Photography is probably one of those things one dreams of doing for a living, but struggling to find a way to do it. But how does one know what one loves and wants to do and if this thing is really photography?
This is most likely the most difficult part of it, finding out what you really love and want to do in your life. Photography is often thought to be the most desirable thing to do, but is that really the case? Maybe one would be completely happy by repairing cars or teaching children or being a farmer. But how to know when being completely suffocated by the daily routine of a not loved job one does to pay the bills? Photography seems to be the escape and the desired job, far away from dull routines. It might be for some people, but some people might just love teaching, but don’t know yet. In any case photography is the escape for the dulled mind and the craving heart. Photography can be the tool to find out what you really love to do and can help you to find a way of doing it.
Your photographs tell what your heart knows and your mind fails to see. Look at them, make albums, photo books, calendars, presents and whatever you can think of making from photographs and a pattern will rise and show you what you love in life. And then, just do it. Your life will be most likely happier and if photography is not your dream job, it can still be your beloved hobby.
“Ten percent of all of the photographs made in the entire history of photography were made last year — an astounding figure. More than ever before, thanks in part to cell phone technology, the world is engaged with photography and communicating through pictures.
Nonetheless, a great photograph will rise above all the others.” This quote comes from TIME Picks the Top 10 Photos of 2012.
But what is a great photo? Somehow the first image they choose with the man from Ghaza reminds me very much of the winning photo of Word Press Photo 2012. Are they playing safe by choosing what won an award elsewhere or do they really find it one of the greatest photos of 2012?
The problem is, that all rankings and awards are subject to the subjective judgment of the jury. They have an idea what they want an image to look like and the one that gets the closest to the idea is the winner. But what a jury likes is not necessary what you like and find a great image.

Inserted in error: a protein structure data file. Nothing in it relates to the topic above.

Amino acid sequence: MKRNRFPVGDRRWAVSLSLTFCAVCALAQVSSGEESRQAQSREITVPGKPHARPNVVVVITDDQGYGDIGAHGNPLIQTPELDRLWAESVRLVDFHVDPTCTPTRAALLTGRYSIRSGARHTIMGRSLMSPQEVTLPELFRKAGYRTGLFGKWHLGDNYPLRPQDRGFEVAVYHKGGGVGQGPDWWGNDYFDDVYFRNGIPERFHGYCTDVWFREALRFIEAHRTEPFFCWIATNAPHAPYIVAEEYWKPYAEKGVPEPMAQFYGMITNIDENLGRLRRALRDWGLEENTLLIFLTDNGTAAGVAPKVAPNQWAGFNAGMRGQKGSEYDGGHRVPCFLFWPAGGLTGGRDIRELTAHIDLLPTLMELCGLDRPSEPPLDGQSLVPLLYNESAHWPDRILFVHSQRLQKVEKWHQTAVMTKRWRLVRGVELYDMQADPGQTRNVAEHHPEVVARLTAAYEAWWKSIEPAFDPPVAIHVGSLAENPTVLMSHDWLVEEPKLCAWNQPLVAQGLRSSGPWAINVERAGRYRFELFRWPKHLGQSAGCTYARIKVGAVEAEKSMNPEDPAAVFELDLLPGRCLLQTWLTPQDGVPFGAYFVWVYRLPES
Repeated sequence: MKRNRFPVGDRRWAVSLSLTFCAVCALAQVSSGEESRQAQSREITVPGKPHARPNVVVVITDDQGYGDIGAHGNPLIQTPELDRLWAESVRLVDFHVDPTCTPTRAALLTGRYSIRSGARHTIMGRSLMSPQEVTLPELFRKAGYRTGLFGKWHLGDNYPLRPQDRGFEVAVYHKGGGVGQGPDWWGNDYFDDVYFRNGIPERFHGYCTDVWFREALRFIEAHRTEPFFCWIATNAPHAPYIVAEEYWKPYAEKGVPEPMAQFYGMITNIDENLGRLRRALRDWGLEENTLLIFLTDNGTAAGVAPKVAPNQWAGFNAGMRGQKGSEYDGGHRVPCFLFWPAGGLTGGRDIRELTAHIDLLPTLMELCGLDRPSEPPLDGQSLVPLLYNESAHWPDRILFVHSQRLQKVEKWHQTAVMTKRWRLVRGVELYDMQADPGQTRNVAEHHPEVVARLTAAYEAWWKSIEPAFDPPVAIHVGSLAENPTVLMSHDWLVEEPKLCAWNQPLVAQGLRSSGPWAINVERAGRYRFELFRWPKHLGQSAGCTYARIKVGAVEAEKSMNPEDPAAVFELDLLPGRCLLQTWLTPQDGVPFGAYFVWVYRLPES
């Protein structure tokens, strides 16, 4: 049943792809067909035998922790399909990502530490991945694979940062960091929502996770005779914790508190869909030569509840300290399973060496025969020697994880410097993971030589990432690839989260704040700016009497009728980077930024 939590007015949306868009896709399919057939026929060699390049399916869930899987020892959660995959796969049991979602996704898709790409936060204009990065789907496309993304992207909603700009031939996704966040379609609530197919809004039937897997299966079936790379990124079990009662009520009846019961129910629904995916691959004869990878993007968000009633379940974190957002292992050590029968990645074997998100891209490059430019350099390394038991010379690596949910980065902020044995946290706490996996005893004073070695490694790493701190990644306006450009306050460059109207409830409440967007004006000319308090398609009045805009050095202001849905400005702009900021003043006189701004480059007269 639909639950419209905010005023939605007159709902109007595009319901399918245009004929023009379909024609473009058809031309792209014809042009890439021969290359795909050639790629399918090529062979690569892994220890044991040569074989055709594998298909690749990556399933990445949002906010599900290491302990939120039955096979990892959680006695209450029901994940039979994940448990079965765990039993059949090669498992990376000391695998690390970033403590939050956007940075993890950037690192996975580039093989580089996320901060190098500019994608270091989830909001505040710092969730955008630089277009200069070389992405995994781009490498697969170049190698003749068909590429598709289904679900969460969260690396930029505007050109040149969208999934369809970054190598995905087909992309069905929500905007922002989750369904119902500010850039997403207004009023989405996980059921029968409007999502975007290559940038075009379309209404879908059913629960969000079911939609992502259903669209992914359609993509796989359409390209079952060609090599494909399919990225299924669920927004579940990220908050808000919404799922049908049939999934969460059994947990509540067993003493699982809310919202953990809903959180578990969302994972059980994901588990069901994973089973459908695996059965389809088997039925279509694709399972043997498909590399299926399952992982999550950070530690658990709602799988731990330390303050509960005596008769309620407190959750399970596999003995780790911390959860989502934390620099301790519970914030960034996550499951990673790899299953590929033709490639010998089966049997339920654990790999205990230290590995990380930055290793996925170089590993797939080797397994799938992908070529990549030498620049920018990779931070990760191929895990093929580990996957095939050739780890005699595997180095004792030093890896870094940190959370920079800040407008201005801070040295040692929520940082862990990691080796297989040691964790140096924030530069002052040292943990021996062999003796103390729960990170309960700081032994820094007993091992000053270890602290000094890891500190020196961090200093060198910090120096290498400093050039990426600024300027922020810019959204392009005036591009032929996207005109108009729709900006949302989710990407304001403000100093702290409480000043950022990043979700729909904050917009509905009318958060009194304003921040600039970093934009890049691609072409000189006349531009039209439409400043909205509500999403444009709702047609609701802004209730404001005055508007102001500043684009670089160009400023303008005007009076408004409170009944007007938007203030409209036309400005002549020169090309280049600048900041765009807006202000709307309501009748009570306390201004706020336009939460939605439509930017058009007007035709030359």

A great image is an image that appeals to you, an image you love and can’t stop looking at. A great image draws you into it and makes you discover new things all the time. It lets you experience the feeling it captured and takes you on a journey.
With Black Friday just behind us and Cyber Monday still in full swing it might be a good idea to think of the essence of giving. Isn’t it all about love?
Well, if we can make somebody very happy with a new set of coasters or the newest electronic gadgets, just do it. Yet there is a way to send love in a more intimate and lasting way. Send your images as a loving Christmas card.
Use for example the marketing tool Mailchimp for your very private Christmas cards to family and friends. Mailchimp is usually used by companies for their email marketing, but of course it can be used for anything else. It is for free, offers plenty of customizable templates and you can import your email address list and send it out at once to all. You can create your own Christmas card with your own photographs, sending the message you want your friends and family to receive in a stunning design. It is a great tool to express your creativity and love at this magical time of the year.
If you wish to employ somebody else’s design abilities, a very good place to go are the Jacquie Lawson e-cards. It is not possible to integrate your own images, but the design and animations of the cards are truly lovely and touching. It costs only a bit to join this website, but its worth it. They offer for all sorts of occasions really loveable cards.
And of course there are still the probably most desirable real hand made cards with hand cut pictures, ribbons and hand written words. Nothing can beat that. They are treasures, kept forever in lovely boxes to be unearthed years later to remember the moment of received love.
We might first think of symbols like roses, a sunset, a puppy, a baby or simply beloved family members. Yet we don’t need symbols to photograph love. Love is in all our photographs; love is the connection we have with our photographic subject. But we might think, I don’t love this tree, yet you photograph it, yet it does something to you, maybe the light, the reflections, the movement of the leaves; it induces something that makes you photographing it, ending up telling everybody how you love this picture. The picture shows your love for life, light and whatever love wanted to express itself the moment you saw the tree. And now it’s captured in the image, inducing love every time you look at it again.